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Valandil (King of Arnor)

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This article is about the King of Arnor. For the first Lord of Andúnië, see Valandil (Lord of Andúnië).
Edward Johnson - Valandil.jpg
Valandil
Arnorian
Biographical Information
PositionKing of Arnor
BirthS.A. 3430
RuleT.A. 10 - T.A. 249
DeathT.A. 249, aged 260 years
Family
ParentageIsildur
ChildrenEldacar
Physical Description
GenderMale

Valandil (S.A. 3430[1]T.A. 249[2]) was the third King of Arnor, succeeding his father, High King Isildur, after he and Valandil's older brothers were killed in the Battle of the Gladden Fields in T.A. 2.

History

Valandil was the youngest of the four sons of Isildur, born in the same year that the Last Alliance of Elves and Men was formed. Since he was only one year old when the host of Gil-galad and Elendil marched forth, he remained with his mother in Rivendell.[1]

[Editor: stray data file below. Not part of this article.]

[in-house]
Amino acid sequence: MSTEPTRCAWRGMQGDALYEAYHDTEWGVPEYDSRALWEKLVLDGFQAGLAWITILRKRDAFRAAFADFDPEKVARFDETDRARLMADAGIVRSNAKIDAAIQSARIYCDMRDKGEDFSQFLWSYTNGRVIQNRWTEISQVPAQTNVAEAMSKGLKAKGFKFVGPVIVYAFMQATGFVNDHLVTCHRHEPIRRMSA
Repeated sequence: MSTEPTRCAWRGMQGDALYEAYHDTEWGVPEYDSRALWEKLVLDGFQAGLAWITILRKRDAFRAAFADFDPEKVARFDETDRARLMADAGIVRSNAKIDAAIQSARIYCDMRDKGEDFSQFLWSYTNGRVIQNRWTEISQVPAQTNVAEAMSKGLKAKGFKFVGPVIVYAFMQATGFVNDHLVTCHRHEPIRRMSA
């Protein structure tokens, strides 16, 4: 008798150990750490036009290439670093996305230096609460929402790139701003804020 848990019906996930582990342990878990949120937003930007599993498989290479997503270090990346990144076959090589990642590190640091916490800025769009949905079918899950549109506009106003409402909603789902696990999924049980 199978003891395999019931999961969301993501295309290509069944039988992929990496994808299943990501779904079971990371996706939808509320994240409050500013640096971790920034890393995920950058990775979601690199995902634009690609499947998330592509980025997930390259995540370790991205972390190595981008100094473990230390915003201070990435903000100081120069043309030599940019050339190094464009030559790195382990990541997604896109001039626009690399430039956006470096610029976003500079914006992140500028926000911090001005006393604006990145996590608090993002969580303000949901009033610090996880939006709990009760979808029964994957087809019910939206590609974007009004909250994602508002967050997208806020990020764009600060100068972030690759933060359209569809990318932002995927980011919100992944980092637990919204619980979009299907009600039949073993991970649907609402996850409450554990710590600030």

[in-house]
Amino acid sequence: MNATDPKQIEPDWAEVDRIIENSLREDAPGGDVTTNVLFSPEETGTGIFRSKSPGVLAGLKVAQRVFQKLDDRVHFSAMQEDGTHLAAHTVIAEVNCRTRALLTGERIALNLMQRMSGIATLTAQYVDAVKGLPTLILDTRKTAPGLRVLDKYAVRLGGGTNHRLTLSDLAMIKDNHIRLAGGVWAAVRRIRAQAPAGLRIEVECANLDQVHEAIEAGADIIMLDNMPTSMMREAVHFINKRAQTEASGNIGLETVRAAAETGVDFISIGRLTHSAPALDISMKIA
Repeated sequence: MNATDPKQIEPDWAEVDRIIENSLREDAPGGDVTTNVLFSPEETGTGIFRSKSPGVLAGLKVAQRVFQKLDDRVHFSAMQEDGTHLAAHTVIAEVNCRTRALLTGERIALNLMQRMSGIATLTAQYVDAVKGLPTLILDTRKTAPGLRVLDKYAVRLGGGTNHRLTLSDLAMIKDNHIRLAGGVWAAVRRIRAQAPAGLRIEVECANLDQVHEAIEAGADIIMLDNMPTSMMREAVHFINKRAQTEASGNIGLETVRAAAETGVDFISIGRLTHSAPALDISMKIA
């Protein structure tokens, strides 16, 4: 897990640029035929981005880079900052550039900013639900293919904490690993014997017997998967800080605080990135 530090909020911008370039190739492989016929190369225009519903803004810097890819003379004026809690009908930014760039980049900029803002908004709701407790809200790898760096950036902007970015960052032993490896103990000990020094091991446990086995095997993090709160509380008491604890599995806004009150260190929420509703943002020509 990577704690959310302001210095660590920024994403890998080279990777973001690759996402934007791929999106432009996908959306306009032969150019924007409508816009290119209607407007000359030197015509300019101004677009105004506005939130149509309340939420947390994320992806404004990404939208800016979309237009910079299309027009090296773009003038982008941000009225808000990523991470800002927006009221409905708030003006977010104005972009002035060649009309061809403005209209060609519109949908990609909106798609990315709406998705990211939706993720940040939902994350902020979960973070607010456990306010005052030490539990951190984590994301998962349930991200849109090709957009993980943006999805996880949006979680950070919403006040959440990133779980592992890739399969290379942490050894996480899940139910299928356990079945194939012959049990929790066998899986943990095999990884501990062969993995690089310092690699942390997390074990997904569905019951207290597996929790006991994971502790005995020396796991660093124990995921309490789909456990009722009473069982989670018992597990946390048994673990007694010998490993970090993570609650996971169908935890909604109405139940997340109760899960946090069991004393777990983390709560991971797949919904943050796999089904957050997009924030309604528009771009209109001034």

Before he was slain, Isildur became king of Arnor and Gondor. While he had been High King of both realms, he committed the rule of Gondor to his nephew Meneldil[3] who would become King of Gondor. With the death of his father and brothers, Valandil became heir to the throne of Arnor. However, since Valandil was only 13 years old, he would wait until he was 21 to become the king (in T.A. 10).[1]

He ruled longer than any other king in the North or South kingdoms - 239 years. When he died in 249, he was succeeded by his son, Eldacar.[2]

Etymology

Valandil's name is Quenya for "Friend of the Valar", from Vala, and the suffix -ndil, meaning "friend". It was likely he was named after his ancester Valandil, the first Lord of Andúnië.

Genealogy

 
 
 
 
 
 
 
 
 
 
 
Elendil
 
 
 
 
 
 
 
 
 
 
 
 
 
 
 
 
 
 
 
 
 
 
 
 
 
 
 
 
 
 
 
 
 
 
 
 
 
 
 
 
 
 
 
 
 
Isildur
 
 
 
 
 
 
 
Anárion
 
 
 
 
 
 
 
 
 
 
 
 
 
 
 
 
 
 
 
 
 
 
 
 
 
 
 
 
 
 
 
 
 
 
Elendur
 
Aratan
 
Ciryon
 
VALANDIL
 
 
 
 
 
 
 
 
 
 
 
 
 
 
 
 
 
 
 
 
 
 
 
 
 
 
 
 
Eldacar

References

  1. 1.0 1.1 1.2 J.R.R. Tolkien, Christopher Tolkien (ed.), The Peoples of Middle-earth, "The Heirs of Elendil", p. 192
  2. 2.0 2.1 J.R.R. Tolkien, The Lord of the Rings, Appendix A, "The Númenorean Kings", "The Realms in Exile", "The Northern Line: Heirs of Isildur"
  3. J.R.R. Tolkien, Christopher Tolkien (ed.), Unfinished Tales, "The Disaster of the Gladden Fields"
Preceded by:
Isildur
3rd King of Arnor
T.A. 10 - T.A. 249
Followed by:
Eldacar